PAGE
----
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Monday, February 07, 2011

HOW NOT TO OBTAIN A FRACTIONAL OWNERSHIP VALUATION REDUCTION

If more than one person owns a fractional interest in property, the sum of the value of each part may be less than the whole for transfer tax purposes. For example, if Bill and Mary own a parcel of land worth $1,000,000 as 50/50 tenants in common, at Bill’s death his interest is likely to be valued at less than $500,000 to reflect Bill’s lack of control and costs of partition.

In a recent Tax Court case, a decedent during his lifetime transferred 1/5 interests in his ranch to each of his five children. HOWEVER, he retained the “full use, control, income and possession” of the ranch during his lifetime. At his death, his estate sought discounts in value for lack of marketability and control based on the children’s fractional ownership.

Not so fast, opined the Tax Court. The entire value of the ranch was included in the decedent’s estate under Section 2036, due to the decedent’s retained lifetime interest in the ranch. The Court noted that in valuing property with a retained lifetime interest, the change in ownership is deemed to occur at the decedent’s death. Thus, for this purpose, the children did not own an interest prior to death, and their interests could not give rise to a fractional interest valuation reduction to the decedent.

This is consistent with how property is usually valued that is included under Code §2036. What is valued at death is the property transferred in the proscribed manner. Fidelity-Philadelphia Trust Co. v. Rothensies, 324 US 108 (1945). “The idea here is that for tax purposes it is appropriate to treat the lifetime transfer as the equivalent of a testamentary disposition, if the decedent postponed the real effect of the transfer until death (or for a related period) by retention of the income or use or control over who else should have the property.” Stephens, Maxfield, Lind, Calfee & Smith, Federal Estate and Gift Taxation (WG&L) at Paragraph 4.08 (2011). The rights in others that are effectively created at the death of the transferor thus should be ignored for valuation purposes. Otherwise, the gross estate inclusion policy of treating the transferor as having retained ownership during life so as to treat the transferred property as still owned by him or her for estate tax purposes would be thwarted.

While not discussed by the Tax Court, to have ruled otherwise would have opened a large hole in the estate tax regime. If a fractional interest discount could otherwise be obtained under these facts, taxpayers could achieve substantial estate tax savings via the simple expedient of creating lifetime transfers to beneficiaries with a retained life estate or usage. This case did involve a 1965 gift, one that predated Code §2702. Such a gift today of similar property would likely run afoul of Code § 2702, thus resulting in a gift of 100% of the transferred property (that is, without reduction of the value of the interest retained by the transferor). This would be a disincentive to such transfers today, absent structuring to avoid Code § 2702 - so the estate tax regime risks of a contrary ruling are probably not as great as one might expect at first.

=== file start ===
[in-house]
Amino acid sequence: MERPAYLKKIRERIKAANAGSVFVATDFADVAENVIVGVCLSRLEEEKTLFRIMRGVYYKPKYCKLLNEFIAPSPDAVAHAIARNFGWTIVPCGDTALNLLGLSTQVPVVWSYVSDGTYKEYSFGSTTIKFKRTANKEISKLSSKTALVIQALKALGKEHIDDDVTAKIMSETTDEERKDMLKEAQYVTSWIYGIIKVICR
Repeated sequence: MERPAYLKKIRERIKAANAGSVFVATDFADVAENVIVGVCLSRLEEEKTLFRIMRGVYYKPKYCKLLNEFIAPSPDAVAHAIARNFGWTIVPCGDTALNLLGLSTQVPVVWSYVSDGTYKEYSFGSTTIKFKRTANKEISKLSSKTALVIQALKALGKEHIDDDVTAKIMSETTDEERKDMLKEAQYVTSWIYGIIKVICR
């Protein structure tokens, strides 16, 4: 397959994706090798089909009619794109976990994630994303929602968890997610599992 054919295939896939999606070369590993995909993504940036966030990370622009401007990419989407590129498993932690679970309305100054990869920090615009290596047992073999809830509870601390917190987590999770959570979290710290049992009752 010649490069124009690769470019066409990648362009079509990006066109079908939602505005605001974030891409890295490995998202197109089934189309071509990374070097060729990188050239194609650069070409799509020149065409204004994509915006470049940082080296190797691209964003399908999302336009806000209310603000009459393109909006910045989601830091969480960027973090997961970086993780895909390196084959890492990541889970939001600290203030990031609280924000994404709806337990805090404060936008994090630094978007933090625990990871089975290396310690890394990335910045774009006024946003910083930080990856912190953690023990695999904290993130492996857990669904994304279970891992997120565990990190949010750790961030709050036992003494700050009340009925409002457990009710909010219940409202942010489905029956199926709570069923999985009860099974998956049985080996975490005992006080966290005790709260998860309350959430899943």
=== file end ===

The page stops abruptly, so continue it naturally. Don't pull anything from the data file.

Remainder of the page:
If the fractional ownership discount is desired, a transferor could instead gift a direct (and immediately applicable) undivided interest in such property, without retained rights of control or benefits over the transferred portion in the transferor. This would allow for a fractional ownership discount both at the time of conveyance for gift tax purposes, and for the estate tax valuation of the portion retained by the transferor when he or she dies. If the transferor in such circumstances desires to retain the use and benefit of the transferred portion, he could instead rent it back from the donees for fair rental value and still preserve the transfer tax fractional discounts.

Interestingly, the Tax Court did not seemed bothered by the size or types of the discounts sought by the taxpayers - a 32% marketability discount and a 16% minority interest discount. Presumably, this was because it ended up rejecting all discounts by reason of applying Code § 2036. The Tax Court has continued to show hostility to large discounts in context of fractional undivided ownership interests. For example, in 2010 the Tax Court limited such discounts to loss in value relating to time and costs to sell property (as a method of partition), and costs relating to actual partition. Andrew K. Ludwick, TC Memo 2010-104. Therefore, even if the above-described path to discounts is followed via an inter vivos gift of an undivided interest, issues of the appropriate size of the allowed discounts remain.

ESTATE OF AXEL O. ADLER, TC Memo 2011-28 (January 31, 2011)

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